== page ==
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[April 3, 1975]
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Q: Professor Kovner, could you provide me with some information on your background, your education and what careers you pursued or planned to pursue before you entered college teaching?

Kovner: Well, Dr. Sweeny my educational background is a Bachelor of Chemical Engineering from the City College of New York from 1939, and a masters degree from the University of Pennsylvania in 1940. I then worked as an engineer for a gas and oil refining company in Catlettsburg, Kentucky. I worked as a marine engineer for the Navy Department in Norfolk and in Washington worked as a chemist and chemical engineer in some other industries before I inadvertently came into college teaching. That was by way of the special war training courses which were operated by Louis Webb and Lee Klinefelter and I began to teach for them in 1943 and I came with the college fulltime in 1946.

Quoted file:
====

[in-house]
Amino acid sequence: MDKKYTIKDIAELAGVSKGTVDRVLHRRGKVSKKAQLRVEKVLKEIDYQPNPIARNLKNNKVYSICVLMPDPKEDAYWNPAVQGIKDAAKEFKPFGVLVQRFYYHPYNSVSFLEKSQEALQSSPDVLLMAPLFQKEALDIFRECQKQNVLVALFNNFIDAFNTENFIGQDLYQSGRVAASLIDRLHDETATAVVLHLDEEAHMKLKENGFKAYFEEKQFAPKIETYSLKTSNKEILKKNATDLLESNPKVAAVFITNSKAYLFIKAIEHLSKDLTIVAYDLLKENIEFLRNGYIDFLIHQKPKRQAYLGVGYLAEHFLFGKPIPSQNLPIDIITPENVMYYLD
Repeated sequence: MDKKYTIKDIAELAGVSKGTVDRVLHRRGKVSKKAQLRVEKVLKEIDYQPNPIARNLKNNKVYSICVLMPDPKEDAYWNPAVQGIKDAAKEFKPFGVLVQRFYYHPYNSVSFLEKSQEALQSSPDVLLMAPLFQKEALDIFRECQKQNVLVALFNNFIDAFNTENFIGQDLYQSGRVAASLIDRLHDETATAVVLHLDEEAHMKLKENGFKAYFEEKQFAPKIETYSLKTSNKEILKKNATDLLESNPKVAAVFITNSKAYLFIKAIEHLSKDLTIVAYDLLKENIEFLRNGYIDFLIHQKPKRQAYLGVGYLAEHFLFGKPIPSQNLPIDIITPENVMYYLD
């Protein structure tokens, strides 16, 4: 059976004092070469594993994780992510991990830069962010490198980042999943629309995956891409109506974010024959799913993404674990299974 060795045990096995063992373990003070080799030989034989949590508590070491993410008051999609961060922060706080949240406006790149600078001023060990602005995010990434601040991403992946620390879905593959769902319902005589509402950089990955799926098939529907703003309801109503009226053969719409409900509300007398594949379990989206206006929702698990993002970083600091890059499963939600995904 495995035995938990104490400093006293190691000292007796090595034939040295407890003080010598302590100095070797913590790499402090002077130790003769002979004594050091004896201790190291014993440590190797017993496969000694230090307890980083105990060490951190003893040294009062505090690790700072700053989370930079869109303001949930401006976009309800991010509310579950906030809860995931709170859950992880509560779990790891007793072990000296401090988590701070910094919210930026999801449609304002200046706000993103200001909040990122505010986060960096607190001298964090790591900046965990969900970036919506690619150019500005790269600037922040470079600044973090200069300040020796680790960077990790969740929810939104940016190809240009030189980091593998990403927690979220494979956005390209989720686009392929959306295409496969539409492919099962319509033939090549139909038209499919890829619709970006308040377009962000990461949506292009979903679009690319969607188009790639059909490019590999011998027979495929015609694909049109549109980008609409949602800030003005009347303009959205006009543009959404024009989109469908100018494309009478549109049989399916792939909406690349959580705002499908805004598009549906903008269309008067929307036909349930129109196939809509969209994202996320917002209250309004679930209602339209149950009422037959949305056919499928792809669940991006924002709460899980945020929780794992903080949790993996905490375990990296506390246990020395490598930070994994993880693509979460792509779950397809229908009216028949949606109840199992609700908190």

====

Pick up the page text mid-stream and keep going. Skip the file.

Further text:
Q: Were there any special circumstances that were involved in your accepting a teaching position at the College of William and Mary in Norfolk in 1946?

Kovner: Louis Webb was starting a technical program here and he needed an individual to handle the refrigeration and air conditioning courses and having worked together he was familiar with my qualifications and I respected him as a person I would like to work for, whenhe offered me the job at a ridiculously low salary I said, "If you don't mind, I will have to keep my refrigeration business going on the outside while I do this." He said it was quite all right and I did that for three years until the salaries caught up to the point where the college salary alone was could support a family.

Q: I wondered if you taught mainly refrigeration courses when you came to the Technical Institute and if the curriculum was geared to producing skilled technicians when you first came?